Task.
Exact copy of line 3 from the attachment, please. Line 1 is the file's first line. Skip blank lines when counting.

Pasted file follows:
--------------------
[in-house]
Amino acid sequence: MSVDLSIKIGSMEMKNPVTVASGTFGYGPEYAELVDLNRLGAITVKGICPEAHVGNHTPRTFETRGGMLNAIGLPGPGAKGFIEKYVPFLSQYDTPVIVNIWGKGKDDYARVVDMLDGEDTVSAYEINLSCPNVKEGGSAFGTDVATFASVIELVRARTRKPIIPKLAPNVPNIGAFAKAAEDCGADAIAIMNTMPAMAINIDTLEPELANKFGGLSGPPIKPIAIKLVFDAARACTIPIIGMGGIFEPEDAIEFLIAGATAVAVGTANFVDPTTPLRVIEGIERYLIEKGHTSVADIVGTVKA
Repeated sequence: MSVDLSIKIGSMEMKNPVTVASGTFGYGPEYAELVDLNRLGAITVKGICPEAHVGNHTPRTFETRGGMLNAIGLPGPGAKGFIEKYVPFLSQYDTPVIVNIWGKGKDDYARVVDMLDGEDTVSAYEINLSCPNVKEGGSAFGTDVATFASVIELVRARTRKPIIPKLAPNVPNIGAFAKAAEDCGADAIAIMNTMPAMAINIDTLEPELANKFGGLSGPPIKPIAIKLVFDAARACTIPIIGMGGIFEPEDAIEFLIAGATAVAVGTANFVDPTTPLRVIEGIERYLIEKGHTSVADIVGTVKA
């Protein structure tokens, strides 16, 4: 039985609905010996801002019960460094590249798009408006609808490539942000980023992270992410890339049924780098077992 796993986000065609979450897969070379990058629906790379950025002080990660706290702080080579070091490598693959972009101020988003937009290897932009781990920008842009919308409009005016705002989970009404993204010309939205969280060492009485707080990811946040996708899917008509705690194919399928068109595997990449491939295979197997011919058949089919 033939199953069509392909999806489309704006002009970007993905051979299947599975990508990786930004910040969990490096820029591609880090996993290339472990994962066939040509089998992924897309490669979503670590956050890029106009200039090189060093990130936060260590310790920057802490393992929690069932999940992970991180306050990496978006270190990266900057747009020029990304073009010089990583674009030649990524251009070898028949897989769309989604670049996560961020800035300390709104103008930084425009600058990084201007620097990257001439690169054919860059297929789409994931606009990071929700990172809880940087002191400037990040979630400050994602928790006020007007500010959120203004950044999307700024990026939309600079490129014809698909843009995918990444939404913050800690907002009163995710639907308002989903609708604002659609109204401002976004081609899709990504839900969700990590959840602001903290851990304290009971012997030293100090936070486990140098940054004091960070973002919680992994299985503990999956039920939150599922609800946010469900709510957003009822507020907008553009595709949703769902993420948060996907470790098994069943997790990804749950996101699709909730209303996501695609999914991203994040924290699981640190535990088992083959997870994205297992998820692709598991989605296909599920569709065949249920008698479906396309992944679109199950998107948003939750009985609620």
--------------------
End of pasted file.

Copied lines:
Repeated sequence: MSVDLSIKIGSMEMKNPVTVASGTFGYGPEYAELVDLNRLGAITVKGICPEAHVGNHTPRTFETRGGMLNAIGLPGPGAKGFIEKYVPFLSQYDTPVIVNIWGKGKDDYARVVDMLDGEDTVSAYEINLSCPNVKEGGSAFGTDVATFASVIELVRARTRKPIIPKLAPNVPNIGAFAKAAEDCGADAIAIMNTMPAMAINIDTLEPELANKFGGLSGPPIKPIAIKLVFDAARACTIPIIGMGGIFEPEDAIEFLIAGATAVAVGTANFVDPTTPLRVIEGIERYLIEKGHTSVADIVGTVKA